My pizza recipe

Tomek Poniatowicz on April 19, 2019

Everybody loves pizza, but not everyone knows how easy is to make one! Since it's Friday I decided to share with you my proven recipe for awesome p... [Read Full]
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here I am thinking this is some strange title for an even stranger coding approach. Turns out it’s actually a recipe. Great pizza btw :)

 
 

Man you killed me! 😆

I am originally from Napoli area, pizza fanatic too, there was a moment in my childhood I wasn’t eating anything but pizza!
I will share my recipes with you as soon as I am back from holidays!

 
 

It is undeniable that programming has taken a lot from the two oldest activities: cooking and construction.

I think that you bring this topic for spiritual enjoyment but I will make you some rare question that comes to my mind :

"Given that the programming process is like making the recipe... which would be then the equivalent step to 'baking' ? “

 
 

Javascript Pizza would be:

"When the dough is ready try to eat it. It is raw dough, but you'll use so much condiments that your guests would tell you: It tastes better than baked ones.

Every day there is a new condiments in the market, many of them taste the same. And you'll need a lot of time to master the art to combine them."

:-D

 

Python compiles in the moment of execution. That would be like this:

"When the dough is ready, you can start to eat. Once the knife touch the dough your piece, it will bake himself during the trajectory to your mouth.

In order to prevent your guests to eat bad pieces, the advice is that you put your friend called Jenkins to automatically cut the all the dough so you can see if the whole pizza is good before serving to the guests."

 

:-)

And what about scripting languages ? Running the all tests ?

 

And what would be a project dependency ? One ingredient ? Or one cooking tool ?

Which would be the "thermomix" of every stack ? Jenkins ?

 

I know this recipe and I can tell that it's amazing! Pizza turns out great. But I really have super huge problems with transporting pizza onto the baking stone. Any tips or videos on that?

Also, I believe I have the same pizza desk as shown on your picture :D

 

I am using a very simple pizza/bread shovel.
Try:

  • putting some flour on it before placing the pizza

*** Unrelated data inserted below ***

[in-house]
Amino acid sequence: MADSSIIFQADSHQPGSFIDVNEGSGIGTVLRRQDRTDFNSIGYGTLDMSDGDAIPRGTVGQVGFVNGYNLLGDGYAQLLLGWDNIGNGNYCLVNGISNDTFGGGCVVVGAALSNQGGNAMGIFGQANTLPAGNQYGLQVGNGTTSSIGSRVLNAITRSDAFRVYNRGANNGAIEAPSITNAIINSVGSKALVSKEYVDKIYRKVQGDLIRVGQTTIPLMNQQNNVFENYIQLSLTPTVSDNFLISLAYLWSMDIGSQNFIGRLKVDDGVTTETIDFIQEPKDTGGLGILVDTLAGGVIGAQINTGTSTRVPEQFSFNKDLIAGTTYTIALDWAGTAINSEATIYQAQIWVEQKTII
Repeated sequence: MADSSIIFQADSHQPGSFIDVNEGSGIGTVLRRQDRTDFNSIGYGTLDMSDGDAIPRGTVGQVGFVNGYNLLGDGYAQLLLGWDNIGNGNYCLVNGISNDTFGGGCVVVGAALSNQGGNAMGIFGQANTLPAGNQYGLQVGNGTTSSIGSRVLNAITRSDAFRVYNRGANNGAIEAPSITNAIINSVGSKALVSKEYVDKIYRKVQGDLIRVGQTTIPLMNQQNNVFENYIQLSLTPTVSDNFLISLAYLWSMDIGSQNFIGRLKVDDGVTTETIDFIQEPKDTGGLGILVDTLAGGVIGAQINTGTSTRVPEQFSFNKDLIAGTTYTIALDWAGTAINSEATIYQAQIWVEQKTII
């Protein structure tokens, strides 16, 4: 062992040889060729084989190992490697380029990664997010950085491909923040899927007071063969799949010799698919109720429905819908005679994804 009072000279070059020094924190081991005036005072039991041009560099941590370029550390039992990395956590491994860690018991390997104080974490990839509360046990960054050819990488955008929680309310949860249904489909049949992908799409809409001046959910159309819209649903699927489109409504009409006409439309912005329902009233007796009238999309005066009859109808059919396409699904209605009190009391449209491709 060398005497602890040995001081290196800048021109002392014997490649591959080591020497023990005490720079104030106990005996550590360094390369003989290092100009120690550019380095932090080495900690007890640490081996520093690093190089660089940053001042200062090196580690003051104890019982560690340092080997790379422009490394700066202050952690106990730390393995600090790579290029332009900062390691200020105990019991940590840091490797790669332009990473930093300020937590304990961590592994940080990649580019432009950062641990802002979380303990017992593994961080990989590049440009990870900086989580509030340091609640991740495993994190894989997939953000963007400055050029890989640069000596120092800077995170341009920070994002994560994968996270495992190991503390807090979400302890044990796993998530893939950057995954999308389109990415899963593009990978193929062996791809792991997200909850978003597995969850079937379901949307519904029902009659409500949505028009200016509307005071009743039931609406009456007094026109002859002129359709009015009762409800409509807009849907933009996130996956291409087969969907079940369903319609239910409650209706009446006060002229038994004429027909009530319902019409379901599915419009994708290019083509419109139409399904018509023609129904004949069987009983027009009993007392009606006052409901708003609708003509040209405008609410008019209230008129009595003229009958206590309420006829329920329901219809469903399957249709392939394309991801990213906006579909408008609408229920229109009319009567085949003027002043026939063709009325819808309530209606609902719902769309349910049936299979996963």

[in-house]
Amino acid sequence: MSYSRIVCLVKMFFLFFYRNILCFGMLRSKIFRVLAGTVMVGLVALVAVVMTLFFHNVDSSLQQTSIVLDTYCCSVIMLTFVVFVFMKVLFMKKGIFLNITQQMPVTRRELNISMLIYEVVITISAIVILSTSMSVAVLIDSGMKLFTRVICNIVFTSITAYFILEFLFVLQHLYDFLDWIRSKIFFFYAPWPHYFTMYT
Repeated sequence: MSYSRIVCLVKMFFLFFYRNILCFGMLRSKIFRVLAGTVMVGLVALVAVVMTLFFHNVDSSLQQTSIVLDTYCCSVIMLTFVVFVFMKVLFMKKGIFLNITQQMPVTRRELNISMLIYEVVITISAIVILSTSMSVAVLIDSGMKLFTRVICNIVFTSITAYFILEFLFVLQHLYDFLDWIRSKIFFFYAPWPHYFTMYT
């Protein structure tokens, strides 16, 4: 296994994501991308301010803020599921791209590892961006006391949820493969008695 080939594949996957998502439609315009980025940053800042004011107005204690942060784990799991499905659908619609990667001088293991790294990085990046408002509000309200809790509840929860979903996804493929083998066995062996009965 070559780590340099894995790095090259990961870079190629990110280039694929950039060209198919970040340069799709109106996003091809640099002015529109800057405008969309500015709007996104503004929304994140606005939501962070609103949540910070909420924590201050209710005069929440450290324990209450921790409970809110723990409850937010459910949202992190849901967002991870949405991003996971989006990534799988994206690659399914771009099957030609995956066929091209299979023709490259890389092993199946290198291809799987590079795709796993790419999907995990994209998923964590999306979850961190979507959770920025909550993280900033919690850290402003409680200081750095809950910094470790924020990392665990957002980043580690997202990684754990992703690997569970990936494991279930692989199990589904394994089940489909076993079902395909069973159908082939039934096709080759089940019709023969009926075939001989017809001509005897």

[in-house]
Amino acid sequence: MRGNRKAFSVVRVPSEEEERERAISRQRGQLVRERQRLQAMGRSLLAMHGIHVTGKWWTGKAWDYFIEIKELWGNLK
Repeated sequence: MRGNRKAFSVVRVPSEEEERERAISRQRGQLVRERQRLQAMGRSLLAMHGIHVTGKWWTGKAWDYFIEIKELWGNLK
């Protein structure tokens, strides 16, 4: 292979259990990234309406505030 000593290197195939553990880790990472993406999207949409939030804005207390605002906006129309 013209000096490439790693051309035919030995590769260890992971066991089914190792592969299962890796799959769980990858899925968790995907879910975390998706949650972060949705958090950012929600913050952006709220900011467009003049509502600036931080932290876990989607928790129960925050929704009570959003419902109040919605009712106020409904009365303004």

• gently blow a little bit of air "under" the pizza (like here)

This should make pizza slide off the shovel pretty easily :)

 

I've done these things (you mention them in your text as well). I was hoping for some protips :D But nevertheless, I will try to make some pizza during my vacations, because it was hundreds of times better than the best ones that you order.

Sorryyyy :( Maybe the dough is to wet or... honestly I don't know. Since I am using the shovel I have never had any problems with transporing a pizza onto the stone.

Yeah I think that it might be too wet. Plus it easily rips, so I think the problem lies there :(

 

What a beautiful pizza! I love Mozzarella di Bufala but toppings aside, I want a nice bubbly thick crust. I'll have to give your recipe a try.

We've actually used an outdoor grill with a pizza stone to achieve that really high heat without heating up the house.

Now I want pizza for dinner...

 

Outdoor grill is another option yes, I ate pizza made like that, but I have not yet made it myself. Soon though 🍕

 

Okay but you are forgetting something important: semolina.

A good pizza is one that you could hold with your hands, hence the semolina.

http://www.pizzatoday.com/wp-content/uploads/2012/09/Toss-final-265x400.jpg

Semolina is technically a sugar, so it gives consistency to the dough.

 

Nice Tomek, this one came out awesome.
I too am using pizza stone and like you have said it is best to first bake the dough without the mozzarella it’s best.
Also I leave the dough anywhere from 24 to even 72 hours in the fridge for slow fermentation. This creates more light dough.

 

Nice recipe. Thanks for the hints for the baking process. So far, I had the problem that the dough was not totally just under the toppings, while the sides and the bottom were already fine. I know what to do.

As you let your dough rise for a full day, have you considered using sourdough instead of fresh yeast?

 

Not yet, but will definitely add it to my experiments list :)

 

Pretty much matches the pizza course I did last year. The only diff was that we added the salt last, after kneading a little, because of yeast. Also the water shouldn‘t be too warm.
And we added oil to the dough.
Could you provide a link to your pizza stone?

 
 
 
 

Instructions unclear. Wrote "Hello World!" on pizza.

 

This is perfect. You're proving what you say in your description, my friend.

 

Always a fan of margherita pizza...it looks delicious!! Have a fav place I go to in Atlanta...will likely be hitting the place up tomorrow (assuming they're open) :-)

 

if I ever get my own house, I'll try it. 6 years left
thanks

 
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